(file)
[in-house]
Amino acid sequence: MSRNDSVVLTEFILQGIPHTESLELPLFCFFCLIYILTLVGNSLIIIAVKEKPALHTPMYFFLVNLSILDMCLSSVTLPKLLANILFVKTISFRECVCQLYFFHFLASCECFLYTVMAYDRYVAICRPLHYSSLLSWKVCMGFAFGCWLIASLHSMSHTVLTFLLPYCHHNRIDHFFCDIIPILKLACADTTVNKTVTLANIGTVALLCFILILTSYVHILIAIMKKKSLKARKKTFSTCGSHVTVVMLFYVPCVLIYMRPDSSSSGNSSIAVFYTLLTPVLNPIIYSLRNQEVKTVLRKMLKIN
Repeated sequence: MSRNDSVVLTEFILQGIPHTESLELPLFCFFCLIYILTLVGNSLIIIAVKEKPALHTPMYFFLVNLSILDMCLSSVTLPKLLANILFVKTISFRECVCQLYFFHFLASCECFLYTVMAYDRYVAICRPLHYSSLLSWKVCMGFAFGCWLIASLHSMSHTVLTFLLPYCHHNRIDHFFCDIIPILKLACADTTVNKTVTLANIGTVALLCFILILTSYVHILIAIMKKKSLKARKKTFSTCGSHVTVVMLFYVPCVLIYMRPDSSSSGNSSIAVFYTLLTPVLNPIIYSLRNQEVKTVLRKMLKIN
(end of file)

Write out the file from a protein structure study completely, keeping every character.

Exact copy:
[in-house]
Amino acid sequence: MSRNDSVVLTEFILQGIPHTESLELPLFCFFCLIYILTLVGNSLIIIAVKEKPALHTPMYFFLVNLSILDMCLSSVTLPKLLANILFVKTISFRECVCQLYFFHFLASCECFLYTVMAYDRYVAICRPLHYSSLLSWKVCMGFAFGCWLIASLHSMSHTVLTFLLPYCHHNRIDHFFCDIIPILKLACADTTVNKTVTLANIGTVALLCFILILTSYVHILIAIMKKKSLKARKKTFSTCGSHVTVVMLFYVPCVLIYMRPDSSSSGNSSIAVFYTLLTPVLNPIIYSLRNQEVKTVLRKMLKIN
Repeated sequence: MSRNDSVVLTEFILQGIPHTESLELPLFCFFCLIYILTLVGNSLIIIAVKEKPALHTPMYFFLVNLSILDMCLSSVTLPKLLANILFVKTISFRECVCQLYFFHFLASCECFLYTVMAYDRYVAICRPLHYSSLLSWKVCMGFAFGCWLIASLHSMSHTVLTFLLPYCHHNRIDHFFCDIIPILKLACADTTVNKTVTLANIGTVALLCFILILTSYVHILIAIMKKKSLKARKKTFSTCGSHVTVVMLFYVPCVLIYMRPDSSSSGNSSIAVFYTLLTPVLNPIIYSLRNQEVKTVLRKMLKIN